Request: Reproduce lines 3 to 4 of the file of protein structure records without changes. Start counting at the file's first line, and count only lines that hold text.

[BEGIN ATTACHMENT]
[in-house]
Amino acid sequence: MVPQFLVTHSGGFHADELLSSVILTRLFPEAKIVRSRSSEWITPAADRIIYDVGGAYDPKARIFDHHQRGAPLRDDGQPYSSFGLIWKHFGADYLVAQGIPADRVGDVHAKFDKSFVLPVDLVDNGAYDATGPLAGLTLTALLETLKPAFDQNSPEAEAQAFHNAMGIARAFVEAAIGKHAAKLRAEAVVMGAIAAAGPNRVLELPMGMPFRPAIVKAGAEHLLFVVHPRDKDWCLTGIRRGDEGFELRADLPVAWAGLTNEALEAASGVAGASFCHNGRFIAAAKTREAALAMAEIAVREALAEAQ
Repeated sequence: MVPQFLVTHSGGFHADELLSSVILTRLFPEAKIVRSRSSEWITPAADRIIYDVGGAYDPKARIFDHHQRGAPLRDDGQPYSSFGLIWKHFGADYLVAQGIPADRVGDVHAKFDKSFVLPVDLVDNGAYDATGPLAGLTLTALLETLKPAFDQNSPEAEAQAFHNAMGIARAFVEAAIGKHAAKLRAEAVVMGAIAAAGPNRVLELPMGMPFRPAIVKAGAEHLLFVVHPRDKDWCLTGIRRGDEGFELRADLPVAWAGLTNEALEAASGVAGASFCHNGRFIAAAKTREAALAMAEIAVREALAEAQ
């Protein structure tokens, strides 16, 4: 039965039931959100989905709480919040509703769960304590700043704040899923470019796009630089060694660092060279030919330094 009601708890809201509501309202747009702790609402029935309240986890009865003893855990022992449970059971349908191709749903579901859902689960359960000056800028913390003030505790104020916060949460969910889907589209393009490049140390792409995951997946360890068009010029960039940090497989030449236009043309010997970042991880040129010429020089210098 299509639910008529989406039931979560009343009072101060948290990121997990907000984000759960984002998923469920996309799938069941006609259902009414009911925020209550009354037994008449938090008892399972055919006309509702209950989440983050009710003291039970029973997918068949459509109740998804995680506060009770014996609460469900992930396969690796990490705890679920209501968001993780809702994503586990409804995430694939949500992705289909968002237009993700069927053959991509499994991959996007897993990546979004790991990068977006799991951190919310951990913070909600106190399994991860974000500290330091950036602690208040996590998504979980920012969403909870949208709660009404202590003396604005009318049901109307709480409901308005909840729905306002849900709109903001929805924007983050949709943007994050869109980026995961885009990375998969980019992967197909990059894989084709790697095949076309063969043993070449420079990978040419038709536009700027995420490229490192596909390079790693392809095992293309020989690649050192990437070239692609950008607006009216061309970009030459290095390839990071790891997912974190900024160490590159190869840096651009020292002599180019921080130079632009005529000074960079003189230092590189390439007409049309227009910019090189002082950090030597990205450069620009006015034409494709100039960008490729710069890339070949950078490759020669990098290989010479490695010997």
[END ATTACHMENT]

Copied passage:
Repeated sequence: MVPQFLVTHSGGFHADELLSSVILTRLFPEAKIVRSRSSEWITPAADRIIYDVGGAYDPKARIFDHHQRGAPLRDDGQPYSSFGLIWKHFGADYLVAQGIPADRVGDVHAKFDKSFVLPVDLVDNGAYDATGPLAGLTLTALLETLKPAFDQNSPEAEAQAFHNAMGIARAFVEAAIGKHAAKLRAEAVVMGAIAAAGPNRVLELPMGMPFRPAIVKAGAEHLLFVVHPRDKDWCLTGIRRGDEGFELRADLPVAWAGLTNEALEAASGVAGASFCHNGRFIAAAKTREAALAMAEIAVREALAEAQ
């Protein structure tokens, strides 16, 4: 039965039931959100989905709480919040509703769960304590700043704040899923470019796009630089060694660092060279030919330094 009601708890809201509501309202747009702790609402029935309240986890009865003893855990022992449970059971349908191709749903579901859902689960359960000056800028913390003030505790104020916060949460969910889907589209393009490049140390792409995951997946360890068009010029960039940090497989030449236009043309010997970042991880040129010429020089210098 299509639910008529989406039931979560009343009072101060948290990121997990907000984000759960984002998923469920996309799938069941006609259902009414009911925020209550009354037994008449938090008892399972055919006309509702209950989440983050009710003291039970029973997918068949459509109740998804995680506060009770014996609460469900992930396969690796990490705890679920209501968001993780809702994503586990409804995430694939949500992705289909968002237009993700069927053959991509499994991959996007897993990546979004790991990068977006799991951190919310951990913070909600106190399994991860974000500290330091950036602690208040996590998504979980920012969403909870949208709660009404202590003396604005009318049901109307709480409901308005909840729905306002849900709109903001929805924007983050949709943007994050869109980026995961885009990375998969980019992967197909990059894989084709790697095949076309063969043993070449420079990978040419038709536009700027995420490229490192596909390079790693392809095992293309020989690649050192990437070239692609950008607006009216061309970009030459290095390839990071790891997912974190900024160490590159190869840096651009020292002599180019921080130079632009005529000074960079003189230092590189390439007409049309227009910019090189002082950090030597990205450069620009006015034409494709100039960008490729710069890339070949950078490759020669990098290989010479490695010997």